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How politicians have responded to Ferguson crisis

How politicians have responded to Ferguson crisis


ST. LOUIS • The fatal shooting of an unarmed teenager by a Ferguson police officer brought unrest to suburban St. Louis County and prompted differing responses from Missouri politicians.  

State Sen. Maria Chappelle Nadal, whose district encompasses north St. Louis County, appeared in Ferguson and said Governor Jay Nixon "never shows up for the black community."

Nixon appeared at a church in north St. Louis County on Tuesday night — three days after the shooting of Michael Brown and two days after the incident erupted in a riot. 

"Like them and all of you I've done a lot of praying the last few days," Nixon said. "We stand together tonight reeling from what feels like an old wound that has been torn open afresh, a would that hadn't quite healed right in the first place, and now the pain is just as searing as when the injury first occurred."

St. Louis Mayor Francis Slay also appeared at the event. He has tweeted about the situation and put out statements.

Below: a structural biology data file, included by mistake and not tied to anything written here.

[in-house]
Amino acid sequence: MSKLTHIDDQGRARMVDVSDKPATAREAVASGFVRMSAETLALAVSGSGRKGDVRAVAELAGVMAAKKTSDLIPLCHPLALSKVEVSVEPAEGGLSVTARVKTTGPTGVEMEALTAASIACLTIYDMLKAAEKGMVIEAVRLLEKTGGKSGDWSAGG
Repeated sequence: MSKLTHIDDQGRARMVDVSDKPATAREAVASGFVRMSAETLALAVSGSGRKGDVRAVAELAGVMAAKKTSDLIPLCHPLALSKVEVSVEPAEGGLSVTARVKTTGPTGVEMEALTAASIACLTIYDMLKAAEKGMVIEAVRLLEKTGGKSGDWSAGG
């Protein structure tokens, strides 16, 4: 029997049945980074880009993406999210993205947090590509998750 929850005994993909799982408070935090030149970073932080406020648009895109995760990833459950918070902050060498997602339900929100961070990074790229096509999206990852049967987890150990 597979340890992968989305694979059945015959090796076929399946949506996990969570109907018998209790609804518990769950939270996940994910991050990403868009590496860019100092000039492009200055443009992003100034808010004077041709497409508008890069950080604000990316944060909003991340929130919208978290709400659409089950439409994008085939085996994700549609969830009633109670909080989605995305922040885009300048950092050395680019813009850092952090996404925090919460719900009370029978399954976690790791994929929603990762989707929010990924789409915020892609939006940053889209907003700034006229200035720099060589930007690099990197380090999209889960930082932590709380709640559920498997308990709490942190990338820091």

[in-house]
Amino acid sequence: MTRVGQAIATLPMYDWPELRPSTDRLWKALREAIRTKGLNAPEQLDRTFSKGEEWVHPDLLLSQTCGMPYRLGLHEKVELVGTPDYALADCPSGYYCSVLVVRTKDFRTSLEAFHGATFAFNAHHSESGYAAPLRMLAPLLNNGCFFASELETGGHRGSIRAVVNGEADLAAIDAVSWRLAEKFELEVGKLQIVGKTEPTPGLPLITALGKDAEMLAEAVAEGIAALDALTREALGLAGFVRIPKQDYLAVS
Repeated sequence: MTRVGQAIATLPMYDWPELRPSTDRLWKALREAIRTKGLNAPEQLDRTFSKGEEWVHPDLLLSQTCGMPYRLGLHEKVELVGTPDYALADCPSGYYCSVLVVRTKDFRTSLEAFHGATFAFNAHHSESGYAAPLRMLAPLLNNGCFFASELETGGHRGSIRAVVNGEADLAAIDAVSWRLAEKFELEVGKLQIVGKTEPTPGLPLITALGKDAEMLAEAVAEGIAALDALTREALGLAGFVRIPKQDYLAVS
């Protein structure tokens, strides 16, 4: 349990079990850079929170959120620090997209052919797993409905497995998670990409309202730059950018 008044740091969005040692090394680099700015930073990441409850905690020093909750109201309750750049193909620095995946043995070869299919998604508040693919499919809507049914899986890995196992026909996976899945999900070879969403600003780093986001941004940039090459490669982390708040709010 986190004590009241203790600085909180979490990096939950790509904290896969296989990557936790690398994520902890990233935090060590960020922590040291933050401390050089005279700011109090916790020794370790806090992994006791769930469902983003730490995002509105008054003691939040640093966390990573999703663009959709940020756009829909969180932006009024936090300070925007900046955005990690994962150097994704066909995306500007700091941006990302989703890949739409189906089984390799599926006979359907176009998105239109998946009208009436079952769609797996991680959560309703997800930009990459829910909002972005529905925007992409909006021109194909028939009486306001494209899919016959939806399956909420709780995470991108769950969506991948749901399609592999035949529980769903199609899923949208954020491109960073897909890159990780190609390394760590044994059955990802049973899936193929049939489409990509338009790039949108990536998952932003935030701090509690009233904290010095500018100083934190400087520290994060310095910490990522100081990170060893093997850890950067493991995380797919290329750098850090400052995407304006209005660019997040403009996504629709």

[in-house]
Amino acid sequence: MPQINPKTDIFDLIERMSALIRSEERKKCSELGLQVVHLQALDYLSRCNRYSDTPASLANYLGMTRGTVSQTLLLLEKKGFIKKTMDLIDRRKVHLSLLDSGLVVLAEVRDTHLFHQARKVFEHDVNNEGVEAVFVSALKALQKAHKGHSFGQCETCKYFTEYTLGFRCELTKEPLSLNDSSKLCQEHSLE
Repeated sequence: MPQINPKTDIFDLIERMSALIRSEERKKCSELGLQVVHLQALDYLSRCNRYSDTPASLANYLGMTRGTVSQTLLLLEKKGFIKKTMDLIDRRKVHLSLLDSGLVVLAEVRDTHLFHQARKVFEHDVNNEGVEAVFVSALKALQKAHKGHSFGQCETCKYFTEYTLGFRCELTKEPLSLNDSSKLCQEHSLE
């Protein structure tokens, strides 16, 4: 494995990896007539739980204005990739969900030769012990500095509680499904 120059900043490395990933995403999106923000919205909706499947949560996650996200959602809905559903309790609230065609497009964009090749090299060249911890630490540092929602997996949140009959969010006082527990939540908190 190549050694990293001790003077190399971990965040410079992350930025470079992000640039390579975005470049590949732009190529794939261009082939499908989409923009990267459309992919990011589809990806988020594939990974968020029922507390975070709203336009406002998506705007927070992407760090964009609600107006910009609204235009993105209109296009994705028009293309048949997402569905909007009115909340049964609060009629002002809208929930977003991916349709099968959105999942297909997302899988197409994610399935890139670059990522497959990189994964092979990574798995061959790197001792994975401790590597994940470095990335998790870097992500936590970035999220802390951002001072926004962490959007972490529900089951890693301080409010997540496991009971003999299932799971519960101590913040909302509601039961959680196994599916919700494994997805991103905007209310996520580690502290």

Slay said on Tuesday: "Like so many others, I want justice to be served. Like Michael Brown's mother and father, I do not believe that violence or criminal behavior will help them get justice for their son. The vast majority of people who want justice for Michael Brown are expressing themselves peacefully. A small number are not. So, our police will be doing their job keeping our citizens safe, protecting property, and arresting criminals."

St. Louis County Executive Charlie Dooley, fresh off from defeat in the Democratic primary, has been in Ferguson coordinating with police.  

Republican Rick Stream and Democrat Steve Stenger, who are facing each other on the November ballot to replace Dooley, both after attended events in the Ferguson area aimed at quelling the unrest. 

St. Louis city politicians have also become active in the ongoing events. Ward 21 Alderman Antonio French has been in Ferguson since the event happened, and has been documenting the situation on social media. 

St. Louis Board of Aldermen President Lewis Reed has also been in the area speaking to protesters. (Nicholas J.C. Pistor)


St. Louis aldermen have until the end of the month to consider putting a nearly $200 million bond issue on the November ballot. The bond issue would come in the form of a city-wide property tax increase. 


• The New York Times editorial board weighs in on the Michael Brown death

• St. Louis police have released a video of the looting of a south St. Louis shoe store, which they are investigating to see if it is related to unfolding events in Ferguson.

—This report was compiled by Post-Dispatch reporter Nicholas Pistor.

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Nicholas J.C. Pistor is a reporter for the St. Louis Post-Dispatch.

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